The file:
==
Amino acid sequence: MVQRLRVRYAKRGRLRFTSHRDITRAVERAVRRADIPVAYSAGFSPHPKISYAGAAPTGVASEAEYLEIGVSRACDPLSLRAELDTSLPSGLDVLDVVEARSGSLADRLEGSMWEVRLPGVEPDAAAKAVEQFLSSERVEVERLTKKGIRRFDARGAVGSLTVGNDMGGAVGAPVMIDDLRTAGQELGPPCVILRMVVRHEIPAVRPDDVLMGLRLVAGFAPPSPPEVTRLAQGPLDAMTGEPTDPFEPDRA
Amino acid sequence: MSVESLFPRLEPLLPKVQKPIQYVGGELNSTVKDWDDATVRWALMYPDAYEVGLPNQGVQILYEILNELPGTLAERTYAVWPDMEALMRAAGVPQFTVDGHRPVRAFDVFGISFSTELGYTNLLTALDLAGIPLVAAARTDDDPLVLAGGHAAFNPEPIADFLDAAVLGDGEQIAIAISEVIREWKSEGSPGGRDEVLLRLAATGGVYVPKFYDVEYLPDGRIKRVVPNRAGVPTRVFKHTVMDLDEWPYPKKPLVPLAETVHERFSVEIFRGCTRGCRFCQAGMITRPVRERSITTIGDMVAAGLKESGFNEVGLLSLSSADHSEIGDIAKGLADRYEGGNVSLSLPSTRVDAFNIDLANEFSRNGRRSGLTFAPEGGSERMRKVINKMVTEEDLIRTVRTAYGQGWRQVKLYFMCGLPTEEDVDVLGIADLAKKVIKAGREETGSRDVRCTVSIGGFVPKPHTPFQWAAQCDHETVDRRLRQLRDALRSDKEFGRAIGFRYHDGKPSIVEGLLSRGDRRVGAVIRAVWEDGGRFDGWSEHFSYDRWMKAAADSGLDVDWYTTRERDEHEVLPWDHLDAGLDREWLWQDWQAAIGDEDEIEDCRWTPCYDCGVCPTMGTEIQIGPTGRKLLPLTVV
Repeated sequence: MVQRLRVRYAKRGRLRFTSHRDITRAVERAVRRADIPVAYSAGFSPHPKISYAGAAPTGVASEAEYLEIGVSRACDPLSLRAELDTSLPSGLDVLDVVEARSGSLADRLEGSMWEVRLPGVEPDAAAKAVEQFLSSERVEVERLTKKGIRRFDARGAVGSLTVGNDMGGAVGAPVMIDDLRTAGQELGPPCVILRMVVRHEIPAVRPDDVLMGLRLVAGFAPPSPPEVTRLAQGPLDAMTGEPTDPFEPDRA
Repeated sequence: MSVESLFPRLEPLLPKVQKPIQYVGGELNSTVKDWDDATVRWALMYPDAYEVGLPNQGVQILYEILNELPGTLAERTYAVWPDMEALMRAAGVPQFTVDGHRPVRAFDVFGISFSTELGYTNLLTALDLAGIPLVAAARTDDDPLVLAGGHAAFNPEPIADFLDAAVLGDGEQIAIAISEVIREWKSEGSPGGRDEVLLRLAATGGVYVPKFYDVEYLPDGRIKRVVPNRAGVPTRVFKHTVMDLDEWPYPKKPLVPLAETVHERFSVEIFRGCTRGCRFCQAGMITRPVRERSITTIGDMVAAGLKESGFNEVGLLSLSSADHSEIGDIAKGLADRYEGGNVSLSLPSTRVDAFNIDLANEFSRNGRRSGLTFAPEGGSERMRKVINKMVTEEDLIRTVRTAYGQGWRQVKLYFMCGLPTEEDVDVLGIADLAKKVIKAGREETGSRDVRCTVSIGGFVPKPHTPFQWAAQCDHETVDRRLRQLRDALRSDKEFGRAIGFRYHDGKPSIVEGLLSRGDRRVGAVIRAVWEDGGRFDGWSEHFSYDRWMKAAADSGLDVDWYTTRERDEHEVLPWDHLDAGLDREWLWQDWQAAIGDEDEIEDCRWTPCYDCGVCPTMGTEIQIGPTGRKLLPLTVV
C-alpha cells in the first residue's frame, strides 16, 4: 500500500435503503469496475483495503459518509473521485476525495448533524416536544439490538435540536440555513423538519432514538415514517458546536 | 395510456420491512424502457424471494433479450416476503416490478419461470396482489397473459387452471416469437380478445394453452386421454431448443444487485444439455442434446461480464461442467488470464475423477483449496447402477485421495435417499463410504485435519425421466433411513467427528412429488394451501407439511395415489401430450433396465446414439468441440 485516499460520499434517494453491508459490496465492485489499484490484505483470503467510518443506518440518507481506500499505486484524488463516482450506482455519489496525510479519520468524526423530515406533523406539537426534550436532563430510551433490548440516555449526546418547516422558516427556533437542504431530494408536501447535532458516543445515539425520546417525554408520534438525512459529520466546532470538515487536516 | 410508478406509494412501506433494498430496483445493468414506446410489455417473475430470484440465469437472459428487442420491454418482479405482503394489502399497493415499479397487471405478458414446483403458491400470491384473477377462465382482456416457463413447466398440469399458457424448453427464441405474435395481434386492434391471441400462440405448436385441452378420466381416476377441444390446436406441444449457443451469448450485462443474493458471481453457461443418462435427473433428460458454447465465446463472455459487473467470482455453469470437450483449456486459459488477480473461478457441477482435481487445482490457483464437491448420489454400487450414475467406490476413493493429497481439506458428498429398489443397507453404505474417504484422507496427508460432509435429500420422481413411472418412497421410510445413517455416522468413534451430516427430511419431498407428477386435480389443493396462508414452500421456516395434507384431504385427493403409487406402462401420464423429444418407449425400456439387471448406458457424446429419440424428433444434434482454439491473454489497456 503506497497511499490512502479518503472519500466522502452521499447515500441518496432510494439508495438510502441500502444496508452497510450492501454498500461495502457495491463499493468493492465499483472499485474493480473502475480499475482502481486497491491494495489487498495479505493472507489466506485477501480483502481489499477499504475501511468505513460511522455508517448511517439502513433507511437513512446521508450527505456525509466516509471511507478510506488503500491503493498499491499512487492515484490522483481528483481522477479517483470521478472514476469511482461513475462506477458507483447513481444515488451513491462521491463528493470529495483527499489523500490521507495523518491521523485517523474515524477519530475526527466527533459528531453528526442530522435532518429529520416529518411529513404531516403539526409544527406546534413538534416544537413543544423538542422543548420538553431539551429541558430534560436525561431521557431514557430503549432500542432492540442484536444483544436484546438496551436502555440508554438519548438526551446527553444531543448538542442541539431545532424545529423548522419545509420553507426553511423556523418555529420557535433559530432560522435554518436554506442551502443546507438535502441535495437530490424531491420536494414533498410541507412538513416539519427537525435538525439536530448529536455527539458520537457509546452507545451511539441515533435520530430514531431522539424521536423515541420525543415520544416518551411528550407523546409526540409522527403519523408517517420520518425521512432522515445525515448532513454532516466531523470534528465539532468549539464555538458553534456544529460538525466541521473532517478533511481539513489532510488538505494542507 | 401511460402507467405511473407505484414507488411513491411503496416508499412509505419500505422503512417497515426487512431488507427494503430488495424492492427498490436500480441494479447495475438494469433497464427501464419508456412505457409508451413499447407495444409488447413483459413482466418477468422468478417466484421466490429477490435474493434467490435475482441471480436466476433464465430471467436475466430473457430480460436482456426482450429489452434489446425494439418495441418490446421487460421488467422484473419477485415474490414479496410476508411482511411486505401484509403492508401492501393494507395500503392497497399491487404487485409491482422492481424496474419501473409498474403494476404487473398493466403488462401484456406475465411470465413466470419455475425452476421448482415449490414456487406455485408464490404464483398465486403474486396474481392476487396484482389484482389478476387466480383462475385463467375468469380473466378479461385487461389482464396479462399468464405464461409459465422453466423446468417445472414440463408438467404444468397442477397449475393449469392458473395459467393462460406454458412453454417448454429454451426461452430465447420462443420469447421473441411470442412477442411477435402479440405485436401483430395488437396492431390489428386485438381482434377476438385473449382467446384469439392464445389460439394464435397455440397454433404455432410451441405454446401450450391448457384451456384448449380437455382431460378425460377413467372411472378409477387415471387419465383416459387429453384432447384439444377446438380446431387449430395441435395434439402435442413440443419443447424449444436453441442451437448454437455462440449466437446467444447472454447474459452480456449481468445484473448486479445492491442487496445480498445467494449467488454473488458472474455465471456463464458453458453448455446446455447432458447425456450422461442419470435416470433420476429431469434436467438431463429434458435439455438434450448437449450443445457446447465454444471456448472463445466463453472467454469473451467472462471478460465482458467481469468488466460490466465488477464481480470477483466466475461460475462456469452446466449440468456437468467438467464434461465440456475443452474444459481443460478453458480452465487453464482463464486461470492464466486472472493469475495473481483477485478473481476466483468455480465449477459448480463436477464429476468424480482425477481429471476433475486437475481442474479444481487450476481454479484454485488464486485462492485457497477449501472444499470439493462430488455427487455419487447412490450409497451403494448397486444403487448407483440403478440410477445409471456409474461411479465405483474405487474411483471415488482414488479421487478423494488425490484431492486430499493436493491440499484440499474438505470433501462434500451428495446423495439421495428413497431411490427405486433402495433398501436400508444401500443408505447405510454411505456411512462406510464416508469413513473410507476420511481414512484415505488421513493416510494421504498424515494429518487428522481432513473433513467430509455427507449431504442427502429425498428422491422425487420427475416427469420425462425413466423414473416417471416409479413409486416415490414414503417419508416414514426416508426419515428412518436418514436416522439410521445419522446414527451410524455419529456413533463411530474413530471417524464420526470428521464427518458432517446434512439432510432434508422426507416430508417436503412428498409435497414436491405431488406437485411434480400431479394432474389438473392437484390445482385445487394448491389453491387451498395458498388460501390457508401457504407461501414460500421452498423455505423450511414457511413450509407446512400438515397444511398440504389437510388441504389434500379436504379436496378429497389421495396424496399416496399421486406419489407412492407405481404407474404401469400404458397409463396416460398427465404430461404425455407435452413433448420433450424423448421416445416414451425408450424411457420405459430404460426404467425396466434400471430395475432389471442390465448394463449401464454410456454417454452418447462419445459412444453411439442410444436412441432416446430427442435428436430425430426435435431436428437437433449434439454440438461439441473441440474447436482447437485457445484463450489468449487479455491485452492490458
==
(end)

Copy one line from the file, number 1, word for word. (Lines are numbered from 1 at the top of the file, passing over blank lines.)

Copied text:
Amino acid sequence: MVQRLRVRYAKRGRLRFTSHRDITRAVERAVRRADIPVAYSAGFSPHPKISYAGAAPTGVASEAEYLEIGVSRACDPLSLRAELDTSLPSGLDVLDVVEARSGSLADRLEGSMWEVRLPGVEPDAAAKAVEQFLSSERVEVERLTKKGIRRFDARGAVGSLTVGNDMGGAVGAPVMIDDLRTAGQELGPPCVILRMVVRHEIPAVRPDDVLMGLRLVAGFAPPSPPEVTRLAQGPLDAMTGEPTDPFEPDRA